Deutsche Bank’s report concludes that most corporate treasury departments will “inevitably, [and] incrementally, be forced to operate in real time.” With so many building blocks already in place, treasurers need to assess what their current systems can support and where they can add some real-time value.
TREASURY & CASH MANAGEMENT AWARDS 2019
|Best Overall Bank for Cash Management||Citi|
|Best Bank for Liquidity Management||Standard Chartered|
|Best Provider of Short-Term Investments/Money Market Funds||J.P. Morgan Asset Management|
|Best Bank for Payments & Collections||Citi|
|Best White Label Systems Provider||BNY Mellon|
|Best Bank for Financial Institutions||BNY Mellon|
|Brazil||Banco de Brasil|
|Cyprus||Bank of Cyprus|
|El Salvador||Banco Cuscatlán|
|Hong Kong||Standard Chartered|
|Ireland||Allied Irish Bank|
|Japan||Bank of Tokyo Mitsubishi|
|Kuwait||National Bank of Kuwait|
|Malaysia||Hong Leong Bank Berhad|
|Mauritius||Barclays Bank Mauritius|
|Namibia||Rand Merchant Bank|
|Palestine||Bank of Palestine|
|South Africa||Standard Bank|
|South Korea||Shinhan Bank|
|UAE||First Abu Dhabi Bank|
|United Kingdom||Lloyds Commercial Banking|
|United States||BNY Mellon|
US REGIONAL MIDDLE MARKET PROVIDERS
Global Finance editors select the winners for the Best Treasury & Cash Management Awards with input from industry analysts, corporate executives and technology experts. The editors also use entries submitted by financial services providers, as well as independent research, to evaluate a series of objective and subjective factors. It is not necessary to enter in order to win, but experience shows that the additional information supplied in an entry can increase the chances of success. In many cases, entrants are able to present details and insights that may not be readily available to the editors of Global Finance. This year’s ratings are based on the period from January 1, 2018 to December 31, 2018. [Companies with different fiscal year reporting have the option to submit data from the fourth quarter of 2017 through the third quarter of 2018.] Global Finance uses a proprietary algorithm with criteria—such as knowledge of local conditions and corporate customer needs, quality of product and service offerings, financial strength and safety, market standing, compliance and excellent customer service—weighted for relative importance. The algorithm incorporates various ratings into a single numerical score, with 100 equivalent to perfection. In cases where more than one institution earns the same score, we favor local providers over global institutions, and privately owned banks over government-owned ones.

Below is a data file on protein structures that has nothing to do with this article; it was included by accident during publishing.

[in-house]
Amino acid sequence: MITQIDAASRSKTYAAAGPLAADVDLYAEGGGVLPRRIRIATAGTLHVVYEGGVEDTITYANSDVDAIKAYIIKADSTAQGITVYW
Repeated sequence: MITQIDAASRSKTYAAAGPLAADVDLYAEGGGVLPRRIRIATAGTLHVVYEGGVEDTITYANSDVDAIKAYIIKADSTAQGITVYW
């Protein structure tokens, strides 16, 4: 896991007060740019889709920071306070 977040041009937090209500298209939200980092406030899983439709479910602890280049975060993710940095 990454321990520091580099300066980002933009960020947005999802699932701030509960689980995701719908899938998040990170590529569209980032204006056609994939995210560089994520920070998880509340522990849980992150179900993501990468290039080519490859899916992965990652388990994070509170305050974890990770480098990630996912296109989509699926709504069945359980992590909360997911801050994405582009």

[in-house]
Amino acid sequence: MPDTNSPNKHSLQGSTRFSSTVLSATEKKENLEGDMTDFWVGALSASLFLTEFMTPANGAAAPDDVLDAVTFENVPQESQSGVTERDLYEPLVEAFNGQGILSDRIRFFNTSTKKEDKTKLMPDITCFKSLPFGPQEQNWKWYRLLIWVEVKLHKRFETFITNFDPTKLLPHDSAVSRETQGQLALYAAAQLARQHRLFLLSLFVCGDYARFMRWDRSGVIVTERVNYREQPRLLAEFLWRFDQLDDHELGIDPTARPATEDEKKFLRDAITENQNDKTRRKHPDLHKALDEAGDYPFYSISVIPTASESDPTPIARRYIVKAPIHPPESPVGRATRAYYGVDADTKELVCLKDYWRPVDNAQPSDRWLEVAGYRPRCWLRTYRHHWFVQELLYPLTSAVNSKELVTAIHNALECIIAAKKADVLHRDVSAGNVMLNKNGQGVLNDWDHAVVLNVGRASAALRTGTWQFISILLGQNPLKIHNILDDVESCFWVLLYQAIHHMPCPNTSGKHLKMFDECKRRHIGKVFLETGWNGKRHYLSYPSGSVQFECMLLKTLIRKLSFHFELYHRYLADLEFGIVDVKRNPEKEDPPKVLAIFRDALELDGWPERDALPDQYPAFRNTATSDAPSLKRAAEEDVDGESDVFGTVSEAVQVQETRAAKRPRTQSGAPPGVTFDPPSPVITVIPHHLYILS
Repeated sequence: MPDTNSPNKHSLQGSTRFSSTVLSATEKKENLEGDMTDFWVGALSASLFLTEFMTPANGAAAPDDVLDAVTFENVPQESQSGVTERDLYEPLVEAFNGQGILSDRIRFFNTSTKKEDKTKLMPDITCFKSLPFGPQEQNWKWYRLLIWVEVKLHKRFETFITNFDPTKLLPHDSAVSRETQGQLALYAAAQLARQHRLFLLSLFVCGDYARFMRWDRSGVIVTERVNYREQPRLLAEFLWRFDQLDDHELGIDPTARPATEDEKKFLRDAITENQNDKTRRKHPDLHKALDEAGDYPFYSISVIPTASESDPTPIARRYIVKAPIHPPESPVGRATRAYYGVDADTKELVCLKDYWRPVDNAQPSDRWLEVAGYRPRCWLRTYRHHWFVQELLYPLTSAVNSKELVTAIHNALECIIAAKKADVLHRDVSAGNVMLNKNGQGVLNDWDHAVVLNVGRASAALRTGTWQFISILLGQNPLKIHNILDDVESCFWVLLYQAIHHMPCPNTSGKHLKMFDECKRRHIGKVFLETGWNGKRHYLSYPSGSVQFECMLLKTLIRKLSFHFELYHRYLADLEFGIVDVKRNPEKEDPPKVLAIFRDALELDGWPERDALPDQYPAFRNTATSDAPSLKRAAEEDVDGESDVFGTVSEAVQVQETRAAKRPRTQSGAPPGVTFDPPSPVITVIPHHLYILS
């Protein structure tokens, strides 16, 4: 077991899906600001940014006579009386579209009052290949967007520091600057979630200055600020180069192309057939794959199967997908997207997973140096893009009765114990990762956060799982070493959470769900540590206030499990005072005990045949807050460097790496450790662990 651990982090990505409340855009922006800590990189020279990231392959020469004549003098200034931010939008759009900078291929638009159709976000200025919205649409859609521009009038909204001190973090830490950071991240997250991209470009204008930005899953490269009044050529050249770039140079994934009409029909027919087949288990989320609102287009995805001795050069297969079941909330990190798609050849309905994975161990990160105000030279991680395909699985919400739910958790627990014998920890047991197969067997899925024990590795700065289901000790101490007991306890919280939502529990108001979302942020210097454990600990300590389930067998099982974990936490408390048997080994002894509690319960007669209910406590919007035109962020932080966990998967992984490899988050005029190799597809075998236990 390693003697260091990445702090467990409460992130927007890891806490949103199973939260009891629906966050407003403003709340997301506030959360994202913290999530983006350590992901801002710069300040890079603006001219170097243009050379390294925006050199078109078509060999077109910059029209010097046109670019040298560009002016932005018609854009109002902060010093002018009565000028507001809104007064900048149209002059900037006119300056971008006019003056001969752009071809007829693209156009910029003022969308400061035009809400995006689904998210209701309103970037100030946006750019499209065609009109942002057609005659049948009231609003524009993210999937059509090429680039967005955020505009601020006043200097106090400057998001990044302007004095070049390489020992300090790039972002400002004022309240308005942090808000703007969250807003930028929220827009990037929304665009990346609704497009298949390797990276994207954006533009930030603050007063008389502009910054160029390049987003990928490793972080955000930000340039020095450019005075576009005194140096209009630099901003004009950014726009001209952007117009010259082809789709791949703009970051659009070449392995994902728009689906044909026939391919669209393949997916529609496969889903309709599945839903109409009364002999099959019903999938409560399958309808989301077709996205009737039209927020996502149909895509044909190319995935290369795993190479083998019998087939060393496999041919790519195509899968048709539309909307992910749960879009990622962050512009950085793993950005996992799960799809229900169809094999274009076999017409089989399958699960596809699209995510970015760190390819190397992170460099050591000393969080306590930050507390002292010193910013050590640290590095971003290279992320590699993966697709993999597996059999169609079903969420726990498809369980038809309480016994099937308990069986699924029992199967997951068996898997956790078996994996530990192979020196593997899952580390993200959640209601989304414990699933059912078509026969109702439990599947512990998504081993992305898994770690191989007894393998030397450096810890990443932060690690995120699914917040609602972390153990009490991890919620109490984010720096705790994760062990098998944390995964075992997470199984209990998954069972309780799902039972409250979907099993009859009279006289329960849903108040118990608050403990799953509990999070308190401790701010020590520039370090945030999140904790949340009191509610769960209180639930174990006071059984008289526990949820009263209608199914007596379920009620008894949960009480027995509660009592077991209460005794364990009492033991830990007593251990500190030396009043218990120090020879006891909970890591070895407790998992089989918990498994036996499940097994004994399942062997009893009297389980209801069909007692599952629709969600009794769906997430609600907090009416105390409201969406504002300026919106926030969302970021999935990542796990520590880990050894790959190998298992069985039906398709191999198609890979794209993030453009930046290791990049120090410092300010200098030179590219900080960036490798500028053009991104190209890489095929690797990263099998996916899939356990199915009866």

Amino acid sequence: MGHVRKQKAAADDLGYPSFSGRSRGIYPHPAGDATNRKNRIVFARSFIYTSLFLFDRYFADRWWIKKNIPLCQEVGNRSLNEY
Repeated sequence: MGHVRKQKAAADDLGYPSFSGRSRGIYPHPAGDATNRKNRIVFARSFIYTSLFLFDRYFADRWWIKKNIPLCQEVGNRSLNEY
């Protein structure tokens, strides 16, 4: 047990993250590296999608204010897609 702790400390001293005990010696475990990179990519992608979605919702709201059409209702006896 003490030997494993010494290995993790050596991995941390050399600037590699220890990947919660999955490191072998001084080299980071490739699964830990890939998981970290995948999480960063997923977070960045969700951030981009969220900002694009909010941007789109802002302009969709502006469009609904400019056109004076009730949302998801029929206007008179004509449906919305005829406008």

The winners are those financial services providers that best meet the specialized needs of corporations engaged in global business. These top-notch finance institutions are not always the biggest, but rather the best—those with qualities that companies should look for when choosing a provider.